Beliefnet
Movie Mom
New to Theaters
B

Lowest Recommended Age: Middle School MPAA Rating: Rated PG-13 for sequences of violence, action and destruction, brief strong language and some suggestive images Release Date: May 27, 2016
C

Lowest Recommended Age: Kindergarten - 3rd Grade MPAA Rating: Rated PG for rude humor and action Release Date: May 20, 2016
B+

Lowest Recommended Age: Mature High Schooler MPAA Rating: Rated R for violence, sexuality, nudity, language and brief drug use Release Date: May 20, 2016
New to DVD
Pick of the week
B

The Finest Hours

Lowest Recommended Age: Middle School MPAA Rating: Rated PG-13 for intense sequences of peril Release Date: January 29, 2016
B

Risen

Lowest Recommended Age: Middle School MPAA Rating: Rated PG-13 for Biblical violence including some disturbing images Release Date: February 19, 2016
B-

How to be Single

Lowest Recommended Age: Mature High Schooler MPAA Rating: Rated R for sexual content and strong language throughout Release Date: February 12, 2016
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One of my very favorite movie critics is writer/speaker Desson Thomson, whose wonderful new website has an archive of reviews, blog posts, clips from his NPR commentaries, and contact information for groups who’d like to have him do a presentation or workshop. Be sure to read his thoughtful post on the way the faces tell the story in “Refusenik,” a documentary about dissident Jews in the Soviet Union.
Film blog He Shot Cyrus has a “best of” compilation from other movie blogs that is a terrific introduction to some lively and insightful writing about movies just for the pure love of it. It includes a link to the marvelous series on “triple crowners” (performers who have won an Oscar, a Tony, and an Emmy) from pseudonymous blogger J.J. (NOTE: Some strong language and mature content)
LAMB stands for the Large Association of Movie Blogs and is a great place to go to get acquainted with the range of voices and resources.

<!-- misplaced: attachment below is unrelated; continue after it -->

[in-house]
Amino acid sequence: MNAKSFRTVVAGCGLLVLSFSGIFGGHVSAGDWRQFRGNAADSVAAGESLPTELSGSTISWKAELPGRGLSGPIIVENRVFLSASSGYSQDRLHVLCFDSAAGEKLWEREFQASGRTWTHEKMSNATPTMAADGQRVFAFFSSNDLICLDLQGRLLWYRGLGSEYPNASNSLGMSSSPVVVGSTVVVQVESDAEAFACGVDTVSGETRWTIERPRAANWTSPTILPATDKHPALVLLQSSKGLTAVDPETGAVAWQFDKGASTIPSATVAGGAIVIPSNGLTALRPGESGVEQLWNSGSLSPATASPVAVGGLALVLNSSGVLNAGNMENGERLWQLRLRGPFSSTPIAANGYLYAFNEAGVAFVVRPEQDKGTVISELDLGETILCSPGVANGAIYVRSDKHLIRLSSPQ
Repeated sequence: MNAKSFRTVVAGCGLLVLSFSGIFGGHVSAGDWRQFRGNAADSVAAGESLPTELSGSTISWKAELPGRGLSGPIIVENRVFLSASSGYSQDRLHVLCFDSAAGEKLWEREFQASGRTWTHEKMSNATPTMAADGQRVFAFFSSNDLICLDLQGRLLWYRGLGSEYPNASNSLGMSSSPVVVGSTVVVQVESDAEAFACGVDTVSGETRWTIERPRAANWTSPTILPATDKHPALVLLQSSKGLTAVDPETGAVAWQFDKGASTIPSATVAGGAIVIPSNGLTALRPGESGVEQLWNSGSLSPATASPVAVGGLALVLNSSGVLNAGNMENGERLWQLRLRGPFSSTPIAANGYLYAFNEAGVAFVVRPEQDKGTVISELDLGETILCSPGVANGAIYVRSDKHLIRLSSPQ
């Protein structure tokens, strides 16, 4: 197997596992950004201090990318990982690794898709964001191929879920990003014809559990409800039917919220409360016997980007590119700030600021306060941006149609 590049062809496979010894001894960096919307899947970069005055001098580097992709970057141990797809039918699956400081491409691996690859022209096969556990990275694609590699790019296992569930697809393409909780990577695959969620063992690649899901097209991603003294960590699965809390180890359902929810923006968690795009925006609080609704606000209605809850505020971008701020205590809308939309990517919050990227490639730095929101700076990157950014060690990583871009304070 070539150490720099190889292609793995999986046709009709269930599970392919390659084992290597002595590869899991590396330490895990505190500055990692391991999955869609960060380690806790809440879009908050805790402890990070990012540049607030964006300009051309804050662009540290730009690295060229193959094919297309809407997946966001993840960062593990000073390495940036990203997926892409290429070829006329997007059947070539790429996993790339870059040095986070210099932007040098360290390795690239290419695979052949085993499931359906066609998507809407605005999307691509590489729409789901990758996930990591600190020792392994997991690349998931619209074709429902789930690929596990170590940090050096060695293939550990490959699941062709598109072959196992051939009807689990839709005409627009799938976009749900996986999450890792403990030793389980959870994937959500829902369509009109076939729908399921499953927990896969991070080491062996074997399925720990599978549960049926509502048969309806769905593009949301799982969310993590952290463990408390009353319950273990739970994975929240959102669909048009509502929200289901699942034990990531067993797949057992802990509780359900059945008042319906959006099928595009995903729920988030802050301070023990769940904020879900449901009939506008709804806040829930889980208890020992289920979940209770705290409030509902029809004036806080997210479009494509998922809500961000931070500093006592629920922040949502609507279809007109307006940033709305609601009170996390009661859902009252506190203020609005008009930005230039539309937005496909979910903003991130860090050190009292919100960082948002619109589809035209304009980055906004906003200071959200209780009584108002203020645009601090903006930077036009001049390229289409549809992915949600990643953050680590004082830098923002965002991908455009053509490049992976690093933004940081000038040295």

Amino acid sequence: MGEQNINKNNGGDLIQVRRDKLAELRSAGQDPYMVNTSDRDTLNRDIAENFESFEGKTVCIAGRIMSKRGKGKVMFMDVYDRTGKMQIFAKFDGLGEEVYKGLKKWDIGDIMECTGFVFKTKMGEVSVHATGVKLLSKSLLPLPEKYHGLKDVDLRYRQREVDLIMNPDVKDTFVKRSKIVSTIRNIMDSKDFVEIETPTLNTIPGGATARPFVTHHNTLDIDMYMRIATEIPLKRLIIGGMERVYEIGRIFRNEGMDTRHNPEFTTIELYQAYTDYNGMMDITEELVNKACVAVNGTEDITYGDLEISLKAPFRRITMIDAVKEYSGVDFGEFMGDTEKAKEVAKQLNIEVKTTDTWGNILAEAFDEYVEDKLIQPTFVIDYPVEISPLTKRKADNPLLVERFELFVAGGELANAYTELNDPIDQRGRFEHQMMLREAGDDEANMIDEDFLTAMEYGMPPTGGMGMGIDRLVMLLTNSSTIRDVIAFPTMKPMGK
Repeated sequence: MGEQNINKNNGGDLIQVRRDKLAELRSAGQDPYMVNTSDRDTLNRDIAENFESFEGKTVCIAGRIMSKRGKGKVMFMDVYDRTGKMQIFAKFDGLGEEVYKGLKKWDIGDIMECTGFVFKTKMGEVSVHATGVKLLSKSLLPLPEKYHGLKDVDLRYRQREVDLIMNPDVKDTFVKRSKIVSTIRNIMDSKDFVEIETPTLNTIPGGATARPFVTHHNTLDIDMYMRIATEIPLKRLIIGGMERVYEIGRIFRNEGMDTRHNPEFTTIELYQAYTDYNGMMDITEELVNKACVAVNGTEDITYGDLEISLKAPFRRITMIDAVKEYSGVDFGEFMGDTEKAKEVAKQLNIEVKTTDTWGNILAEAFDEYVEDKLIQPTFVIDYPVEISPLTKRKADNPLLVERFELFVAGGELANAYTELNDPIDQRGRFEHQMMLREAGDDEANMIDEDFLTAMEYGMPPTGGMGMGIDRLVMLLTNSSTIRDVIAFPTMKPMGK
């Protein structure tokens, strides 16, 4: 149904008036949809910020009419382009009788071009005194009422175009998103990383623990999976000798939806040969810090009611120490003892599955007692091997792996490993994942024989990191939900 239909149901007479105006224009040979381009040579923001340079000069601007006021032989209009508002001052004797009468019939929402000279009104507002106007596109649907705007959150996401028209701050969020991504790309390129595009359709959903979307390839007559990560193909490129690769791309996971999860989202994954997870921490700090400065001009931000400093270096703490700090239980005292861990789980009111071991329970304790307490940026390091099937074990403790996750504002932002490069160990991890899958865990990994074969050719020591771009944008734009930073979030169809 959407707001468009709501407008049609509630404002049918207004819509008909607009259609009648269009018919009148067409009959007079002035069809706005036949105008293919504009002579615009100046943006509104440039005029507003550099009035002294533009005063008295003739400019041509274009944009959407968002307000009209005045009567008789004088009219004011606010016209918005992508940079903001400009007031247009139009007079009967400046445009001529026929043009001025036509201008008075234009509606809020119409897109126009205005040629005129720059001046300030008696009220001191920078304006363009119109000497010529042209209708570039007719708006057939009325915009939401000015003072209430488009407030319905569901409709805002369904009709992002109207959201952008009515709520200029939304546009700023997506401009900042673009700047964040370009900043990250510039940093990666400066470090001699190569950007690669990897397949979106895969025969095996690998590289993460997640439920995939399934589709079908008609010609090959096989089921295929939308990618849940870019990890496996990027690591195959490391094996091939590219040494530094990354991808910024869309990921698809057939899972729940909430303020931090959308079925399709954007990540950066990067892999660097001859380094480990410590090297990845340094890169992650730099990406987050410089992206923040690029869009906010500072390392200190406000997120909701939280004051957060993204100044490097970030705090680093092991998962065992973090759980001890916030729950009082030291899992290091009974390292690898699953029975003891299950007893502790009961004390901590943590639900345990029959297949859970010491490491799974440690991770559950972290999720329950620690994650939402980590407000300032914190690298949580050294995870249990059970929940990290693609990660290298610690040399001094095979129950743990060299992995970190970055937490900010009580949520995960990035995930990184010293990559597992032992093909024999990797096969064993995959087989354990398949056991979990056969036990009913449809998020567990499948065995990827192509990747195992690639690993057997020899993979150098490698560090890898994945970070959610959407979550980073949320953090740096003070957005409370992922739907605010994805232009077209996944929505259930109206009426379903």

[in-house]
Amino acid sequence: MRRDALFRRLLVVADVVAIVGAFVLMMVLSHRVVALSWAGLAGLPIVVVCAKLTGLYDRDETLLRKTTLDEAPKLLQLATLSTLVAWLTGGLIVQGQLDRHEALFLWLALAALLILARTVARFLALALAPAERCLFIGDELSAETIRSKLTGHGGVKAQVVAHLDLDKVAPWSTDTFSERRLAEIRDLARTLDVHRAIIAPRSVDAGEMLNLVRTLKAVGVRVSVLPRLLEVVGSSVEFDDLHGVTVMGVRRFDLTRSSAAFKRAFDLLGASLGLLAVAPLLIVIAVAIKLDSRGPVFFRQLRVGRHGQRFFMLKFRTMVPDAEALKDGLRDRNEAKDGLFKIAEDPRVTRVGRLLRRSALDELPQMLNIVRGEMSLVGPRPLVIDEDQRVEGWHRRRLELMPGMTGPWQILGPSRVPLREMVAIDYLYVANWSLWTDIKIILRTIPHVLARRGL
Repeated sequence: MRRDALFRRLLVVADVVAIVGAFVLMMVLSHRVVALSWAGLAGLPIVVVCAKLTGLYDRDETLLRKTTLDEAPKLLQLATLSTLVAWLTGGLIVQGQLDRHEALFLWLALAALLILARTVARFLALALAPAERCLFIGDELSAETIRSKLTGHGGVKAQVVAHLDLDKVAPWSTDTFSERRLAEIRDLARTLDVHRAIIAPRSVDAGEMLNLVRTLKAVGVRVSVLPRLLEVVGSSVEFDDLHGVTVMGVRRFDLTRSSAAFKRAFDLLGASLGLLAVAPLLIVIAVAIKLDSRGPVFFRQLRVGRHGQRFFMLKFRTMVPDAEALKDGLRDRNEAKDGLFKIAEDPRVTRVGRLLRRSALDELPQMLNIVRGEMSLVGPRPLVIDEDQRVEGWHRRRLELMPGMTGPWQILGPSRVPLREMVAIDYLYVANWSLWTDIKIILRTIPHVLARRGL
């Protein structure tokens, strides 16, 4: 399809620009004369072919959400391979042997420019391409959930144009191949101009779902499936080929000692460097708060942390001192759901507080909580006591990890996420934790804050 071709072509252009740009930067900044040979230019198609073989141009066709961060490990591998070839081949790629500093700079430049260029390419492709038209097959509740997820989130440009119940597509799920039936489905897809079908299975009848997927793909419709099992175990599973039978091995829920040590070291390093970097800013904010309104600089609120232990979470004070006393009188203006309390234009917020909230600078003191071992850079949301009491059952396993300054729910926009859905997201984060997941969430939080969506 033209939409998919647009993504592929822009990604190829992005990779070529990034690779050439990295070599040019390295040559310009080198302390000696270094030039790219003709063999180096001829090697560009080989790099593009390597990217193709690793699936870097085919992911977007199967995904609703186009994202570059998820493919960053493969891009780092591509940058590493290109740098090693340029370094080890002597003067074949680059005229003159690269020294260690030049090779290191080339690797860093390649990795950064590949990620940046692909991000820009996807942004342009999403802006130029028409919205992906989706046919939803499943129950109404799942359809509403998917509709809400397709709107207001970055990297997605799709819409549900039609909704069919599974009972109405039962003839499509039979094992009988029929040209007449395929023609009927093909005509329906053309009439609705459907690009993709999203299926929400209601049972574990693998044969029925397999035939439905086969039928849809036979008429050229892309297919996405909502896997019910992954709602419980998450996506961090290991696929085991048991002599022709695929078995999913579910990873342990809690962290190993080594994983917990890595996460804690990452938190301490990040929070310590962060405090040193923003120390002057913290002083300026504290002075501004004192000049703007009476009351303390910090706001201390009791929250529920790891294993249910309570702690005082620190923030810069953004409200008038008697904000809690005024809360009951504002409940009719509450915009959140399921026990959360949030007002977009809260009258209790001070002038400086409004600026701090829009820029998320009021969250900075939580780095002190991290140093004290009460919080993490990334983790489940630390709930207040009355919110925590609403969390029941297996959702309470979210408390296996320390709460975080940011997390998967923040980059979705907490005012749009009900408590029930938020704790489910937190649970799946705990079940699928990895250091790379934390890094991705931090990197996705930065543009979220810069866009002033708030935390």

Two movie blogs I read regularly are Christian Toto’s What Would Toto Watch? and Keith Demko’s Reel Fanatic. And I never miss the witty and illuminating reviews from my friends Willie Waffle, Dustin Putman, and Brandon Fibbs.
Enjoy!

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The Washington Area Film Critics have announced our awards for 2008. “Slumdog Millionaire,” the story of an orphan in India whose correct answers on the local version of “Who Wants to Be a Millionaire” lead to suspicions he was cheating, won not only the top prize for best movie but also awards for direction, screenplay, and the “breakthrough” performance of its young star. Other awards went to the comeback performance by an actor whose troubled past mirrors the struggles of the character he plays (Mickey Rourke in “The Wrestler”), to Hollywood’s most distinguished actress (Meryl Streep in “Doubt”), and to the late Heath Ledger in this year’s biggest money-maker, “The Dark Knight”).
Best Film: Slumdog Millionaire/Fox Searchlight
Best Director: Danny Boyle (Slumdog Millionaire)
Best Actor: Mickey Rourke (The Wrestler)
Best Actress: Meryl Streep (Doubt)
Best Supporting Actor: Heath Ledger (The Dark Knight)
Best Supporting Actress: Rosemarie DeWitt (Rachel Getting Married)
Best Original Screenplay: Jenny Lumet (Rachel Getting Married)
Best Adapted Screenplay: Simon Beaufoy (Slumdog Millionaire)
Best Animated: Wall?E/Disney&Pixar
Best Documentary: Man on Wire/Magnolia Pictures
Best Foreign Film: Let the Right One In/Magnolia Pictures and Magnet Releasing
Best Ensemble: Doubt/Miramax
Best Breakthrough: Dev Patel (Slumdog Millionaire)
Best Art Direction: The Curious Case of Benjamin Button/Paramount

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Rock Band and Guitar Hero are two of the most popular video games and many parents like them because they do not involve shooting anyone or blowing things up. Instead they encourage cooperation and build an understanding of music and harmony. But some parents are concerned by the songs, which have the usual rock and roll issues — bad language, sexism, references to sex, violence, and substance abuse.

So I was very pleased to hear about Guitar Praise, It has a song list of over 50 devotional rock tracks from groups like Flyleaf, Skillet, Stellar Kart, tobyMac, Newsboys, Petra, 12 Stones, Spoken, Whitecross, Thousand Foot Krutch, Paul Baloche, David Crowder, and Red and will be a welcome option for many families this Christmas.

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Leverage” is old-fashioned entertainment, a little bit “Mission Impossible,” a little bit “A-Team,” a touch of “It Takes a Thief,” and a lot of fun. It premieres tomorrow night on TNT at 10/9 Central.